Biocompatible Coatings for Vascular Grafts and Blood Contacting Surfaces

Improving medical outcomes

At a Glance

Researchers at Colorado State University have developed novel methods for enhancing engineering plastics with natural biomolecules such as hyaluronan.

Preliminary data shows these novel materials have excellent hemodynamics and low thrombogenecity when implemented in flexible polymeric leaflets for prosthetic heart valves. Moreover, these devices demonstrated superior wear and durability characteristics, in vivo performance, and ease of manufacture (in stent and transcatheter configurations). This technology is especially impactful for use in the emerging transcatheter space, devices having blood contacting surfaces (suture rings, sewing cuffs, etc.), and in groups unable to receive anti-coagulation drugs like women of childbearing age.

Background

There are currently 300,000 heart valve replacements each year worldwide and this number is estimated to triple by 2050. The materials most often utilized for these replacement valves can have substantial drawbacks for patient health. Bioprosthetic heart valves have shorter functional lifespans when compared to non-biological mechanical heart valves and can be substantially more expensive to manufacture. Mechanical heart valves are much less expensive because of their ability to be mass produced, but are much more prone to cause thrombosis. Patients receiving mechanical valves usually spend a lifetime taking anti-coagulation drugs.

In developing nations such as India, cardiovascular disease (CVD) is a rapidly growing epidemic and today >60% of the world’s heart disease patients are Indian (World Health Organization, 2012 Statistical Update). Indians are more prone to CVD and the disease manifests itself in a variety of forms among Indian citizens – as coronary artery disease due to lifestyle habits and smoking in adults; as heart valve disease due to rheumatic fever in adults and teenagers; and as congenital birth defects of the heart in infants.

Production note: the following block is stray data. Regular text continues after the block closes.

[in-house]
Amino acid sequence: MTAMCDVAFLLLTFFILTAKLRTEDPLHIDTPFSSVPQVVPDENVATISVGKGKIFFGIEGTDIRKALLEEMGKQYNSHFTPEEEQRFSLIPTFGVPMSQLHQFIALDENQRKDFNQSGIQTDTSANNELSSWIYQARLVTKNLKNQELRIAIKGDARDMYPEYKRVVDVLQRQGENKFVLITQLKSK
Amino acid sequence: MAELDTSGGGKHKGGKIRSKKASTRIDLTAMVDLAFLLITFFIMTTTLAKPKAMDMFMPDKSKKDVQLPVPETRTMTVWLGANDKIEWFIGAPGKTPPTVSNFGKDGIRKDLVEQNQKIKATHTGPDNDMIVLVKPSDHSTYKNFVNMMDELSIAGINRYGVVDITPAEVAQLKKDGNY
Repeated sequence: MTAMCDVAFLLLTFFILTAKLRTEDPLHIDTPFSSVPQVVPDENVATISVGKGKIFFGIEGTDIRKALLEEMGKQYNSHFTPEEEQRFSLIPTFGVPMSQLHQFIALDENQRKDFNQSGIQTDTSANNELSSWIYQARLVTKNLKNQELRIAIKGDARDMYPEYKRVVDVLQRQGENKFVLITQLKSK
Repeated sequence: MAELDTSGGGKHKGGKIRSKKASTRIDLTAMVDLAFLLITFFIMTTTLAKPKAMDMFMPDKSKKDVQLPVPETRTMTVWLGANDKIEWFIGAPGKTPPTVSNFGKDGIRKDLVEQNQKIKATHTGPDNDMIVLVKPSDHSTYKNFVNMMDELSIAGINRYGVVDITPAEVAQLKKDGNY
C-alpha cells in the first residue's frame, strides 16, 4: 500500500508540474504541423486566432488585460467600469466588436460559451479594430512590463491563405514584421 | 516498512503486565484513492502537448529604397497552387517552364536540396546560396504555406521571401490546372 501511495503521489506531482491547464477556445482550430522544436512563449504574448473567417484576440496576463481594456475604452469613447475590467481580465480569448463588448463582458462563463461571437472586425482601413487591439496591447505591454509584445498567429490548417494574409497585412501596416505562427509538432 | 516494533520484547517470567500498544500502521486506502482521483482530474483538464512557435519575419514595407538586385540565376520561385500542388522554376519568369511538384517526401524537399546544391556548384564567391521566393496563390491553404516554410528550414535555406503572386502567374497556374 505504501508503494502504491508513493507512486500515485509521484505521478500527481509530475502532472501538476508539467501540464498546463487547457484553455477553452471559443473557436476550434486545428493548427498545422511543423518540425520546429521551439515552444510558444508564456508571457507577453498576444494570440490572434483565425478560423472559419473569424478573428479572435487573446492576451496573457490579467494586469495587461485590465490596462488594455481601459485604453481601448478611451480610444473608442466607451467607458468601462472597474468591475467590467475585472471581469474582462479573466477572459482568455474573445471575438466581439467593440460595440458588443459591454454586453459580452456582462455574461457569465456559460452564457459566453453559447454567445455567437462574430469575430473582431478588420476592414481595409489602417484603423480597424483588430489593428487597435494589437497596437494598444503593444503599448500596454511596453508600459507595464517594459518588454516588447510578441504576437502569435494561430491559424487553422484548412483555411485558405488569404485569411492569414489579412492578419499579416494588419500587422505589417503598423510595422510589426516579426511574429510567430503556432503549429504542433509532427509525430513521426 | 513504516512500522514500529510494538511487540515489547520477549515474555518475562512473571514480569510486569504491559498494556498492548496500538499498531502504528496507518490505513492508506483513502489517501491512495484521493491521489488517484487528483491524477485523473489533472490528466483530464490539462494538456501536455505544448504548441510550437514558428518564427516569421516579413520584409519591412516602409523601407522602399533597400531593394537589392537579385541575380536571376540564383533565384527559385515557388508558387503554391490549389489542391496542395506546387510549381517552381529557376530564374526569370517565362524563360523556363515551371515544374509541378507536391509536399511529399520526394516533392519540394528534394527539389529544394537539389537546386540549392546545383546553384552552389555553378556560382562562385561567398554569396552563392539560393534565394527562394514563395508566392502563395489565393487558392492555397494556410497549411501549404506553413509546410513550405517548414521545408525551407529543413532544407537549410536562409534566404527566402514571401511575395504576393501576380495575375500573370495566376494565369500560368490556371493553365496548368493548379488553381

An estimated 2.2 million patients have heart valve disease secondary to rheumatic fever. The most promising current advancements – catheter-delivered prostheses – rely on tissue valves with unacceptable durability for the young HV patient typical in the developing world. This makes our technology particularly suitable given its potential for low-cost manufacturing without compromising performance.

Benefits

  • Greatly reduces the thrombogenic nature of blood contacting devices
  • Exhibits superior wear and durability to last a lifetime
  • Combines strength, toughness, and flexibility of synthetic, hydrophobic polymers
  • Capable of being used on a multitude of existing medical devices

Applications

  • Medical device coatings (e.g., catheter, vascular graft, blood contacting devices, artificial blood vessels, etc.)
  • Application in individuals unable to receive anti‑coagulation drugs
Last Updated: April 2022
Open heart surgery being performed
Opportunity

Available for Licensing

Inventors

Susan P. James
Ketul Popat
David Prawel
Harold Dean IV
Lakshmi Prashad Dasi
Marcio Forleo

Reference Number
12-066
Licensing Manager

Steve Foster
Steve.Foster@colostate.edu
970-491-7100